Copper is one of the most common metal used in manufacturing, together with Crude, these 2 commodities are keenly watched as lead indicators for the economy down the road. A shortage of Copper is a good sign for the global economy, especially since mines are already maximizing their output. Clearly the shortage is not due to supply, but demand side.
Copper supply shortages will extend into the first half of next year as an accelerating Chinese economy more than doubles the pace of growth in global consumption even as mines extract a record amount of metal.
Demand will outpace supply by 316,000 metric tons in the first six months, more than all copper in London Metal Exchange warehouses, before a surplus emerges in the second half, Barclays Plc estimates. Production has lagged behind consumption since 2010, according to the International Copper Study Group. The metal may average $8,300 a ton in the second quarter, 6.7 percent more than now and the most in a year, according to the median of 21 analyst and trader estimates compiled by Bloomberg.
China, which uses 41 percent of the world’s copper, is rebounding from seven quarters of slowing growth after the government approved a $161 billion subways-to-roads construction plan in September. It’s being joined by central banks from the U.S. to Europe to Japan, who also pledged more stimulus. Housing starts in the U.S., the second-largest consumer, reached a four- year high last month and business confidence unexpectedly strengthened in Germany, Europe’s biggest economy.
“U.S. growth will be moderate and Europe is stabilizing, so that drag might reverse partially, and then it all falls back to China,” said Dominic Schnider, Singapore-based global head of non-traditional assets at UBS AG’s wealth-management unit. “Economic activity doesn’t have to be that strong in China for inventories to get drawn down and you could see a rally in the first half, but then you come into the second half where mine supply comes in on the strong side.”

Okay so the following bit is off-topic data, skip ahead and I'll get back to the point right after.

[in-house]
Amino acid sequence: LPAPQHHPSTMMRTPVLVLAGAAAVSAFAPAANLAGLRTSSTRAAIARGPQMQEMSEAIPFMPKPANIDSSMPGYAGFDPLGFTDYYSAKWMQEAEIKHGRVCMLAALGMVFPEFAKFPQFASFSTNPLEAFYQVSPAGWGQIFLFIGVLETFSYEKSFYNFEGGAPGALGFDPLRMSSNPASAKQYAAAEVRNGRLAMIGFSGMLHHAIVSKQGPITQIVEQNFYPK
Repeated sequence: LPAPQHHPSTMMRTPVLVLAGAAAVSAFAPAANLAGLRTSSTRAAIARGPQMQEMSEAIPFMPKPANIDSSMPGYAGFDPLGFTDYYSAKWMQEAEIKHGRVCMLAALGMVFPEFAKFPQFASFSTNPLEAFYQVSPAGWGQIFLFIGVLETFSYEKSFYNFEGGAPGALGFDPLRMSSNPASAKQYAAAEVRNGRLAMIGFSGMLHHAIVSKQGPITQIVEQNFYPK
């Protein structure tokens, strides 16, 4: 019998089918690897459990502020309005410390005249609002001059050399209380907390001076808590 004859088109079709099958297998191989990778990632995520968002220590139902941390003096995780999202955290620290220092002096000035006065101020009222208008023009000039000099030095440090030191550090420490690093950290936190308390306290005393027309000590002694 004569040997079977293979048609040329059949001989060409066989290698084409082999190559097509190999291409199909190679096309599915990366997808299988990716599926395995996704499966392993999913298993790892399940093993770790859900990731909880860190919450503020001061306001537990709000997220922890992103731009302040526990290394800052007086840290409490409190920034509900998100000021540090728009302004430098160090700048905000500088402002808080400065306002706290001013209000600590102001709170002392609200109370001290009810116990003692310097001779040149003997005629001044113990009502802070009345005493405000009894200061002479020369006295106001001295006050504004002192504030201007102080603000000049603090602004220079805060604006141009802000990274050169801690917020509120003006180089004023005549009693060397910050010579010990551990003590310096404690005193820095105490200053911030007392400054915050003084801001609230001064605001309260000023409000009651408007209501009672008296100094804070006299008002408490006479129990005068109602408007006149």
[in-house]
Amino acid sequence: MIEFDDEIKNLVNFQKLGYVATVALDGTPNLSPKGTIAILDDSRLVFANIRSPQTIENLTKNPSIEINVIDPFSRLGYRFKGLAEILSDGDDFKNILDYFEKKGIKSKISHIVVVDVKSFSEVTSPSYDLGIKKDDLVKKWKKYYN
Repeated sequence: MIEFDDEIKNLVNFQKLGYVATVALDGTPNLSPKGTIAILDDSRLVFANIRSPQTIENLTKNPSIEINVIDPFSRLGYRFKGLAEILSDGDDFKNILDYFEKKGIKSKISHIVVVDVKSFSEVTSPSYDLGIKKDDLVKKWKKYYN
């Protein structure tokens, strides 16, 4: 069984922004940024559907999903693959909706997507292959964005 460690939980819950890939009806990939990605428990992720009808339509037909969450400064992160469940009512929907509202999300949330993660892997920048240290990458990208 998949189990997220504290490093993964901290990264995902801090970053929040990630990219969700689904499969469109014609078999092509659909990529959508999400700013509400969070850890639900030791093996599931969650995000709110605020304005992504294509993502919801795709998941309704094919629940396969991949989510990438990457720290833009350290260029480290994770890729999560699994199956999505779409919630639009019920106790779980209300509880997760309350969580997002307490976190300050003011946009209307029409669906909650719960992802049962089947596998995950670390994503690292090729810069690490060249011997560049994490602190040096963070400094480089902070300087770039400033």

Global demand will expand 3.4 percent to 20.85 million tons next year, from a 1.5 percent gain in 2012, Barclays estimates. Supply will climb 3.5 percent to an all-time high of 20.83 million tons. While that means an annual shortage of 19,000 tons, it’s driven by the projected first-half deficit, compared with a surplus of 297,000 tons in the second six months.
China’s copper demand may rise 5.5 percent to 8.1 million tons, from a gain of 4.8 percent this year, according to Beijing Antaike Information Development Co., which has researched metals for two decades. The infrastructure plans approved in September include about 2,000 kilometers (1,250 miles) of roads, subway projects in 18 cities and extra spending on railways.
The nation’s economy will rebound this quarter from the slowest pace in three years, and keep accelerating through at least the middle of 2013, according to the medians of as many as 37 economist estimates compiled by Bloomberg. That may not be enough to offset contractions elsewhere.
Via – Bloomberg
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